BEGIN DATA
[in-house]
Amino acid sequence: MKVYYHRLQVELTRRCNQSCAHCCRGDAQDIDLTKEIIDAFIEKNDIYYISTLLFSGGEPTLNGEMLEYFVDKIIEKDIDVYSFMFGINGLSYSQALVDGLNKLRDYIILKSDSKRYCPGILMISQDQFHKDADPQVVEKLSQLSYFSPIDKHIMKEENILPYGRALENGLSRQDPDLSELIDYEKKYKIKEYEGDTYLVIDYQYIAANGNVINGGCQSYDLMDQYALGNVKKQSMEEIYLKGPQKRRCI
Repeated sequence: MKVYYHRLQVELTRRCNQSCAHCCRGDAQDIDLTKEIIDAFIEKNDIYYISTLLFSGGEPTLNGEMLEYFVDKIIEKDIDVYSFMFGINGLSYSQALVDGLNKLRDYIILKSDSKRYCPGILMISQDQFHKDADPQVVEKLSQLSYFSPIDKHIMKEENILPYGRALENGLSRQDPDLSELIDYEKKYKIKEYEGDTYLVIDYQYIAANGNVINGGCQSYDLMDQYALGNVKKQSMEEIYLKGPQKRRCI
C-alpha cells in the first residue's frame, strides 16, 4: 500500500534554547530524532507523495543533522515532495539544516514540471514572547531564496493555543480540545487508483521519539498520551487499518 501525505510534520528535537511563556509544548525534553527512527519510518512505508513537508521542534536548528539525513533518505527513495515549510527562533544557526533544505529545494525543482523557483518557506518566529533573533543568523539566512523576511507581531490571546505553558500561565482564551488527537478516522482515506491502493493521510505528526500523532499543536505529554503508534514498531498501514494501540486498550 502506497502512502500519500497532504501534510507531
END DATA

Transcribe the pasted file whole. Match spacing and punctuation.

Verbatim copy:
[in-house]
Amino acid sequence: MKVYYHRLQVELTRRCNQSCAHCCRGDAQDIDLTKEIIDAFIEKNDIYYISTLLFSGGEPTLNGEMLEYFVDKIIEKDIDVYSFMFGINGLSYSQALVDGLNKLRDYIILKSDSKRYCPGILMISQDQFHKDADPQVVEKLSQLSYFSPIDKHIMKEENILPYGRALENGLSRQDPDLSELIDYEKKYKIKEYEGDTYLVIDYQYIAANGNVINGGCQSYDLMDQYALGNVKKQSMEEIYLKGPQKRRCI
Repeated sequence: MKVYYHRLQVELTRRCNQSCAHCCRGDAQDIDLTKEIIDAFIEKNDIYYISTLLFSGGEPTLNGEMLEYFVDKIIEKDIDVYSFMFGINGLSYSQALVDGLNKLRDYIILKSDSKRYCPGILMISQDQFHKDADPQVVEKLSQLSYFSPIDKHIMKEENILPYGRALENGLSRQDPDLSELIDYEKKYKIKEYEGDTYLVIDYQYIAANGNVINGGCQSYDLMDQYALGNVKKQSMEEIYLKGPQKRRCI
C-alpha cells in the first residue's frame, strides 16, 4: 500500500534554547530524532507523495543533522515532495539544516514540471514572547531564496493555543480540545487508483521519539498520551487499518 501525505510534520528535537511563556509544548525534553527512527519510518512505508513537508521542534536548528539525513533518505527513495515549510527562533544557526533544505529545494525543482523557483518557506518566529533573533543568523539566512523576511507581531490571546505553558500561565482564551488527537478516522482515506491502493493521510505528526500523532499543536505529554503508534514498531498501514494501540486498550 502506497502512502500519500497532504501534510507531